A flooded street.Hurricane Irene may officially be over, but damage left in her wake poses special dangers for the thousands of workers and citizens tasked with cleanup and restoration activities.

All along the eastern seaboard, crews are hard at work restoring electricity, communications, water and sewer services; demolishing buildings that are beyond repair, removing floodwater from structures; entering flooded areas to clean up debris; trimming damaged trees and repairing roadways, bridges, and dams.

OSHA warns that the hazards of post-hurricane cleanup work range from exposure to contaminated water or food, exposure to the elements and heat stress, downed electrical wires, carbon monoxide and electrical hazards from portable generators, fall and "struck-by" hazards from tree trimming or working at heights, being caught in unprotected excavations or confined spaces, burns, lacerations, musculoskeletal injuries, being struck by traffic or heavy equipment and drowning from being caught in moving water or while removing water from flooded structures.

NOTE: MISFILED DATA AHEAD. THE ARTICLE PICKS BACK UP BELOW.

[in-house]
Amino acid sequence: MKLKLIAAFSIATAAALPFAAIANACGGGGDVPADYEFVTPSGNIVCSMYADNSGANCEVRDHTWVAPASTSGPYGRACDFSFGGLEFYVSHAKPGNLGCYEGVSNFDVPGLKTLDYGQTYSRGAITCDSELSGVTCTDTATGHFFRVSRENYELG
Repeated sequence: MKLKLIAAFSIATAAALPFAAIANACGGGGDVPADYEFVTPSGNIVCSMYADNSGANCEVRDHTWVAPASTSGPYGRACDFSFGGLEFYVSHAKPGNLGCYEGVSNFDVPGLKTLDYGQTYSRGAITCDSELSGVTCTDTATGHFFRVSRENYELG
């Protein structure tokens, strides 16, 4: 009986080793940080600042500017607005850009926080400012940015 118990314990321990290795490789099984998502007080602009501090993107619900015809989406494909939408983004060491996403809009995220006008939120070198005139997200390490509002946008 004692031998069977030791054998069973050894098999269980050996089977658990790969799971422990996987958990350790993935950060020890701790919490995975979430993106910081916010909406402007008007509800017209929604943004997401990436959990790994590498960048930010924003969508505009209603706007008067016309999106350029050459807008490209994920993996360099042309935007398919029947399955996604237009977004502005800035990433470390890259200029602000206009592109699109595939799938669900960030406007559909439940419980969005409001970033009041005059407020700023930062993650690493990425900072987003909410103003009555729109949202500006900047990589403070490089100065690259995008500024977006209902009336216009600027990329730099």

OSHA maintains a comprehensive website on keeping disaster site workers safe during hurricane cleanup and recovery operations at:  http://www.osha.gov/dts/weather/hurricane/index.html. It contains fact sheets, concise "quick cards," frequently asked questions, safety and health guides, and additional information in English and Spanish. Information on protecting oneself against heat stress while working outdoors is available in English at http://www.osha.gov/SLTC/heatillness/index.htmland in Spanish at http://www.osha.gov/SLTC/heatillness/enespanol.html.